Clarkston, Georgia | In the first few lines of a 6,000-word article by Warren St. John, readers of the Jan 21 New York Times—even those glancing casually at copies at supermarket checkouts—learned Clarkston Mayor Lee Swaney‘s feelings about soccer and, by extension, about the nicely kitted team of refugees who wanted to play in his town.

But they may have been misled by a convenient stereotype and should have been treated to a tale without villains.

Importing Real football | Beckham adds his share to U.S. trade imbalance

Carson, California, Jan 22 | The bridge metaphor has become prominent with the Los Angeles Galaxy’s signing of David Beckham from Real Madrid. “David is truly the only individual that can build the bridge between soccer in America and the rest of the world,” says Timothy Leiweke, president of Anschutz Entertainment Group, which owns the Galaxy.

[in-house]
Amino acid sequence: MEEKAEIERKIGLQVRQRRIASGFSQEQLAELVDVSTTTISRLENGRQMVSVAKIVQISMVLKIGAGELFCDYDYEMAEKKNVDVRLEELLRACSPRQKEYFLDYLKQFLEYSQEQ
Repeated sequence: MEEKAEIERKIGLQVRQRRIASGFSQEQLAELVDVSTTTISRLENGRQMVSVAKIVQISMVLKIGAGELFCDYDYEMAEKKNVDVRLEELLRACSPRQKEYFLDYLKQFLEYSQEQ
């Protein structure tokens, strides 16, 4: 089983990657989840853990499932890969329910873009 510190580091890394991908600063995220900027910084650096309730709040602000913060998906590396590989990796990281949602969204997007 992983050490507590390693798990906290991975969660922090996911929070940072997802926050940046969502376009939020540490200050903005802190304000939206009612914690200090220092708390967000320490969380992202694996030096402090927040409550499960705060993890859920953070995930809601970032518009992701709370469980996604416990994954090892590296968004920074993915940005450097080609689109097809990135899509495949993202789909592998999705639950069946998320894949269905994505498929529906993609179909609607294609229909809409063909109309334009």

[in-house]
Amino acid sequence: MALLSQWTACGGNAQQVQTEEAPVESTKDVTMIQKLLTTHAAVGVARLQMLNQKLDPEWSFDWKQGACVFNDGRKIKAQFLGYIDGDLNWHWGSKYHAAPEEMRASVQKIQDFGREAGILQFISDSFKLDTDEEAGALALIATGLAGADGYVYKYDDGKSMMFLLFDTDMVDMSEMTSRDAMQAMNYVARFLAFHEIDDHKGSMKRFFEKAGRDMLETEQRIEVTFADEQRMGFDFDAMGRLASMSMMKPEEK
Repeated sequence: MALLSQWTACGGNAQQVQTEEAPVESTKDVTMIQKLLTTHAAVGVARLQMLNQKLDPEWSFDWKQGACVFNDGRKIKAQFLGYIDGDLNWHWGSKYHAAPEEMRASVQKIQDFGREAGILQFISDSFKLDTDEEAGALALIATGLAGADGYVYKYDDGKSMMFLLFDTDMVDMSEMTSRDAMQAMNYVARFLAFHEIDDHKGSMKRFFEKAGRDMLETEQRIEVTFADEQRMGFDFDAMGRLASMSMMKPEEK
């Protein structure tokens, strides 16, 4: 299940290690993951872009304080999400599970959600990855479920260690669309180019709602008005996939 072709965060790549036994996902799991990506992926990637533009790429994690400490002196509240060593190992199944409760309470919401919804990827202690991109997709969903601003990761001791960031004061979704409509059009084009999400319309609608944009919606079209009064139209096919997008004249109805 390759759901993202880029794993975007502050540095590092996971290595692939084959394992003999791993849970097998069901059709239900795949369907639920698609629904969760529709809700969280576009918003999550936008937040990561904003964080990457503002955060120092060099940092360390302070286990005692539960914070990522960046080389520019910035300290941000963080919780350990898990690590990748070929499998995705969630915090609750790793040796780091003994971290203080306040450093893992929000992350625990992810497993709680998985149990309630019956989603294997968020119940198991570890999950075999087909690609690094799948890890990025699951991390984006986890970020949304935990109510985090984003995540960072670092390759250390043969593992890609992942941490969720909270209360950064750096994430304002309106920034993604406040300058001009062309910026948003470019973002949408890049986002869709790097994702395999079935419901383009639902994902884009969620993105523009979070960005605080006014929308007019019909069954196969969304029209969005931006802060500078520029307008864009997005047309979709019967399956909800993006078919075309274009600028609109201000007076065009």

Such brainless marketing patter deservedly sinks into the well of words that has accumulated about this player transfer of global insignificance.

Sisters, united | Like mushrooms, women’s soccer sprouts in northern Malawi

Nkhata Bay, Malawi, Jan 15 | In this zone in northern Malawi, bordering Lake Nyasa along the southern terminus of the Great African Rift Valley, rates of HIV/Aids infection among pregnant women reach 24 percent. Lack of economic opportunity and education, isolation, alcohol abuse and boredom all contribute to the epidemic’s hold in a breathtakingly scenic countryside that lures tourists to well-appointed chalets.